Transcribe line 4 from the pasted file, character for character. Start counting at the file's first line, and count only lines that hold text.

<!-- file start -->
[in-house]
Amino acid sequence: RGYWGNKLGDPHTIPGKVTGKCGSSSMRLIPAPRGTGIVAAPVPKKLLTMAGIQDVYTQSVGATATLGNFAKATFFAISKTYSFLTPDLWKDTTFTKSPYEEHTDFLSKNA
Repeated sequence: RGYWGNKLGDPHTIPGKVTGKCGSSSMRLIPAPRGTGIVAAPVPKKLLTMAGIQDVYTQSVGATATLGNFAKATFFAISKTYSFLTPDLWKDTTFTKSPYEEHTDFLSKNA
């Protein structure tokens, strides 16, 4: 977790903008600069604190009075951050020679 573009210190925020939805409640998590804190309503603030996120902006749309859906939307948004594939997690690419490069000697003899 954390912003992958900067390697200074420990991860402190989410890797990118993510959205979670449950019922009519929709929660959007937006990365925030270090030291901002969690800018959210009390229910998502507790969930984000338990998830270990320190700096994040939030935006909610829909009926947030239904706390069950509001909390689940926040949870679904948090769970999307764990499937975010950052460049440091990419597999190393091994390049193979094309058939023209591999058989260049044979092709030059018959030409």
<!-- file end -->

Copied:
């Protein structure tokens, strides 16, 4: 977790903008600069604190009075951050020679 573009210190925020939805409640998590804190309503603030996120902006749309859906939307948004594939997690690419490069000697003899 954390912003992958900067390697200074420990991860402190989410890797990118993510959205979670449950019922009519929709929660959007937006990365925030270090030291901002969690800018959210009390229910998502507790969930984000338990998830270990320190700096994040939030935006909610829909009926947030239904706390069950509001909390689940926040949870679904948090769970999307764990499937975010950052460049440091990419597999190393091994390049193979094309058939023209591999058989260049044979092709030059018959030409």